Equity Arts confront past inequities to BIPOC (Black Indigenous People of Color) artists and leaders by flipping the narrative of exploitation to one of transformation. The centerpiece of the organization is its equity framework that shifts power and addresses the lack of representation within cultural institutions. This policy requires that the board, building tenants and staff be a 60% BIPOC majority. Alongside this policy, the center will offer a holistic approach for

arts-based programming that will engage Chicago creatives from all corners of the city. Features include:


Through partnerships with surrounding schools, nearby senior housing and neighborhood Parks Districts, the center will offer art workshops and youth & wellness classes designed to serve all ages of the community.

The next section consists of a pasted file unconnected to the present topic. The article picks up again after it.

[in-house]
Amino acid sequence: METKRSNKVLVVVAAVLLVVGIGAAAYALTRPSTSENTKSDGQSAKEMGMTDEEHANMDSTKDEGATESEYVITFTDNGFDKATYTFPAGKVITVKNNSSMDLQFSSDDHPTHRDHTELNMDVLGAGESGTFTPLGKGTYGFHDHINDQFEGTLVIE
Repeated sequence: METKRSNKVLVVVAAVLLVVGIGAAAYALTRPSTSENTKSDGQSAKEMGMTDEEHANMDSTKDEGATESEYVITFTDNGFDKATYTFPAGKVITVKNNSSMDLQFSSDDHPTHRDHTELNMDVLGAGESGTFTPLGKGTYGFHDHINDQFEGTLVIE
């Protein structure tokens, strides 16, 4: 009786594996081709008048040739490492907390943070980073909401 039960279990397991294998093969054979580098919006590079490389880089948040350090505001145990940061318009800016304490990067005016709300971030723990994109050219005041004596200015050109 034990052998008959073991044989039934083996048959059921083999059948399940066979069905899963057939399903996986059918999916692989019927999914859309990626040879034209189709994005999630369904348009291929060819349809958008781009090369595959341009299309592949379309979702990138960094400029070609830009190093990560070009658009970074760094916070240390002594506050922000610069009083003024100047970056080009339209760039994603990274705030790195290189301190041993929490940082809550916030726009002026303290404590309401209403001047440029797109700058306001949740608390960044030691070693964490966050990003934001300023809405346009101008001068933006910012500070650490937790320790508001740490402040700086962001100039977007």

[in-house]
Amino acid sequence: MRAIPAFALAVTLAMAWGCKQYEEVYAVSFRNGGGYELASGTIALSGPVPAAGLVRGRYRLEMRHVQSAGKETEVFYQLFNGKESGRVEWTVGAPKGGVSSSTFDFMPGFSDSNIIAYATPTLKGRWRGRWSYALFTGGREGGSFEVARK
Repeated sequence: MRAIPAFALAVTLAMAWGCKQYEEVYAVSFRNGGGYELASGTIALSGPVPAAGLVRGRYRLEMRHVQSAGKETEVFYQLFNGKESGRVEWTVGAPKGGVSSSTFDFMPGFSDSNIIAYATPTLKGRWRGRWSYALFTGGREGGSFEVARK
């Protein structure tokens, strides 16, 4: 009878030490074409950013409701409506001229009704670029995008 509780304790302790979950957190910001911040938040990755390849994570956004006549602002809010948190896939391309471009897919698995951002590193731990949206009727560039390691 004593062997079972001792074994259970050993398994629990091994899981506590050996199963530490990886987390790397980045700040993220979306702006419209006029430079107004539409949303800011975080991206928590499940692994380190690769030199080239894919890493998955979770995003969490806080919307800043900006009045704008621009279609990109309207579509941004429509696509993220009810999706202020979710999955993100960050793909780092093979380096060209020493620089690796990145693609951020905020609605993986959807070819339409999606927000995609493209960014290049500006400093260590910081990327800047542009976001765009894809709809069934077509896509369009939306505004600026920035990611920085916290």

Kids from the Chicago Parks District visiting Santiago X's exhibition at Heaven Gallery


The center will offer art and entrepreneurial incubators to mentor new leaders that will train incoming cohorts from the South and Westside. Shared/co-working space will be offered to cultivate partnerships and collaboration.

Rebecca McDaniel, Anatolia Evarkiou-Kaku and Carl Alexandar performing at Heaven Gallery 


The 38,000 sq. ft building will drive the local economy with innovative retail, cafe and a venue offering concerts ranging from classical to House music.

The 6 lofts will be galleries, artist residencies, a theater and green space. 

Rebecca McDaniel, Anatolia Evarkiou-Kaku and Carl Alexandar performing at Heaven Gallery 

Heaven Gallery's vintage shop innovative retail model 

Equitable Transit 

When addressing equity, one must consider accessibility. The center will be a transit hub that brings the North, West and South together to ensure quality of life and opportunity for people of all socioeconomic levels.

The Damen Blue Line stop and Josue Pellot's mural, This Beautiful Moment is Ours